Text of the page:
On Mon, Dec 14, 2009 at 4:59 AM, Bertram Scharpf
<lists / bertram-scharpf.de> wrote:
> Hi,
>
> Am Montag, 14. Dez 2009, 16:05:54 +0900 schrieb Ruby Newbee:
>> Oh sorry I have found that.
>> need to convert the arguments to an array.
>>
>> "Hello, %s %s" %(["Matz!","again"])
>> => "Hello, Matz! again"
>
> Be aware that % is interpreted as an operator because of the
> string in front of it. There is also a shortcut
>
> ("Matz!","again")
>
> for
>
> Q("Matz!","again")
>
> which would be a string.

Actually, I'm not sure how that % before the ( is being seen by the parser.

By itself

 %("Matz!","again")
 => "\"Matz!\",\"again\""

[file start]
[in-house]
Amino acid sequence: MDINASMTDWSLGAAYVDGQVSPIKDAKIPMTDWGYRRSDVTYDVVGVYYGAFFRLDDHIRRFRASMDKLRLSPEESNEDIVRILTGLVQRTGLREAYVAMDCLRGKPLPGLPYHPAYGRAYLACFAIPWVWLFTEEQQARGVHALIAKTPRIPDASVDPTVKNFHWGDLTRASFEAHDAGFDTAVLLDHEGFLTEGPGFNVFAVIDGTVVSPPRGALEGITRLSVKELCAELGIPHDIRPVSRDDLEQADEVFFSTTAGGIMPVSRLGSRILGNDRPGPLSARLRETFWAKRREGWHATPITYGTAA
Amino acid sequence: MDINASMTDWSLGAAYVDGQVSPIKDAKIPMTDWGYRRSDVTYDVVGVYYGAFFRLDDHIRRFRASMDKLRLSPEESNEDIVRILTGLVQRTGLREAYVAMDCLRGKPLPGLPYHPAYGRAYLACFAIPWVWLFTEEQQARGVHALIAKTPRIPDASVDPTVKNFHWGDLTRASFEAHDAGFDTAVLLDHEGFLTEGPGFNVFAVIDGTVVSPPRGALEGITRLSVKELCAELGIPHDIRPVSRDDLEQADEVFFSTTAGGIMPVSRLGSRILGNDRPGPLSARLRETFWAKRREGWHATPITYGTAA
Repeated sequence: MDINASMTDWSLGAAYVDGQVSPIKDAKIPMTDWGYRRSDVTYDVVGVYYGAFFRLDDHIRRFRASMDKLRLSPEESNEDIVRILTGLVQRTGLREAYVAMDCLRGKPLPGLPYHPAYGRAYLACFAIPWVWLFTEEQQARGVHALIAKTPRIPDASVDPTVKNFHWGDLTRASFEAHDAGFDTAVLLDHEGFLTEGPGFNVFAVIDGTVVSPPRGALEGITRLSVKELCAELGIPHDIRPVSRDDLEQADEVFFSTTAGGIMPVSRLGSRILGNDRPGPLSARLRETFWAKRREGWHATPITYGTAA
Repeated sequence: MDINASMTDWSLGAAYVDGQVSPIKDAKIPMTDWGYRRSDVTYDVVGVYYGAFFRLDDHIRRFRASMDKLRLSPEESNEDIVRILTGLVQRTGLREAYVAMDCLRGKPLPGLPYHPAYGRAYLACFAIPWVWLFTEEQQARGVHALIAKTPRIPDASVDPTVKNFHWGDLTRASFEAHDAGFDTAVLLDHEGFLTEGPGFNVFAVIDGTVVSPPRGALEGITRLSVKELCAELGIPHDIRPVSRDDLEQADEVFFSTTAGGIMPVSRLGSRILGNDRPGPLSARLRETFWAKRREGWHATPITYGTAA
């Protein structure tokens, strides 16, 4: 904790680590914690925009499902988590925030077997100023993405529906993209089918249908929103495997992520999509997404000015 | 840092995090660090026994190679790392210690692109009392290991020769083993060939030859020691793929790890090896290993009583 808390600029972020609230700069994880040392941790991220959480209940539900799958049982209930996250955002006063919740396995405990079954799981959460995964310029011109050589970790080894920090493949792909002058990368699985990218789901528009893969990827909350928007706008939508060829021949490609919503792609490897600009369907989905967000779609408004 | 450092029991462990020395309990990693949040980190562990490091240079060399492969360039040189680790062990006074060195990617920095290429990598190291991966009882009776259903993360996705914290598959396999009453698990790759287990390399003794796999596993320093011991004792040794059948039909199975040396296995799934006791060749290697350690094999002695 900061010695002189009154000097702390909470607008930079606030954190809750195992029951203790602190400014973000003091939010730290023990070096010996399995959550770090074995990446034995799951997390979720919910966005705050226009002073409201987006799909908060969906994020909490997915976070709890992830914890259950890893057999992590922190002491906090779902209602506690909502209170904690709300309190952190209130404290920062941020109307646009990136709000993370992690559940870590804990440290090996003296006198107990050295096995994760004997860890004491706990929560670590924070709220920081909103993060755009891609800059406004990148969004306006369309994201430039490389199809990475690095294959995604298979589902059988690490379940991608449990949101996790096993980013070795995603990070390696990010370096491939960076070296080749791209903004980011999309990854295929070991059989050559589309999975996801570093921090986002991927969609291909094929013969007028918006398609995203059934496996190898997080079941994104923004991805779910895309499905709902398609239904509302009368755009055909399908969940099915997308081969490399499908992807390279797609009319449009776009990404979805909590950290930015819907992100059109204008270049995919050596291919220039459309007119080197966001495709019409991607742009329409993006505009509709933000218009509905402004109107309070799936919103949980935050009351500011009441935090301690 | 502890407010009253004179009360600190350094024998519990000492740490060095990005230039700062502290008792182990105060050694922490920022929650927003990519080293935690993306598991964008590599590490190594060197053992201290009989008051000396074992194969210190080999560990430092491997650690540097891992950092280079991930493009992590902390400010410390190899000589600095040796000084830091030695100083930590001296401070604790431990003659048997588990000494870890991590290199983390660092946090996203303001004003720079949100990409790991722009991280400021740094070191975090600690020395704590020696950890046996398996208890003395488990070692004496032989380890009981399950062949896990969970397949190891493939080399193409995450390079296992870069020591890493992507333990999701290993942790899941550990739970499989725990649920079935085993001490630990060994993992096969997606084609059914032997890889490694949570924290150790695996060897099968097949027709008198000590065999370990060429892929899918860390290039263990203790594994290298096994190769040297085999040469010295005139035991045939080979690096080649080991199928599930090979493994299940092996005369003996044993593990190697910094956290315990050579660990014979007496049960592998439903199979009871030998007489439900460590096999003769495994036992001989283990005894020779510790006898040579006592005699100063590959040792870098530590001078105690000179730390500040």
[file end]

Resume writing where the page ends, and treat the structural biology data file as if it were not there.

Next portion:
For either Ruby 1.8.6 or 1.9.

%( should interpret everything up to the the matching ) as part of a
string including the "'s and the ,  I'm not sure why it doesn't do the
same thing as:

 > "Hello, %s %s" % "\"Matz!\",\"again\""
ArgumentError: too few arguments
	from (irb):3:in `%'
	from (irb):3

Since the format string needs two substitutions and we are only giving it one.

Perhaps a subtle Ruby parsing/lexing bug.

> What you do is applying the mod(%) operator to a string:
>
>   > %s %d %f" % [ "hi", 33, 0.618] #=> "hi 33 0.618000"

No, this is sending the message % to the string.  String#% is NOT mod,
the documentation (informally calls it format) and directs you to
Kernel#sprintf for further explanation.

Other that sharing the name :'&' with the methods in the various
Numeric subclasses, there's no meaning of mod.

-- 
Rick DeNatale

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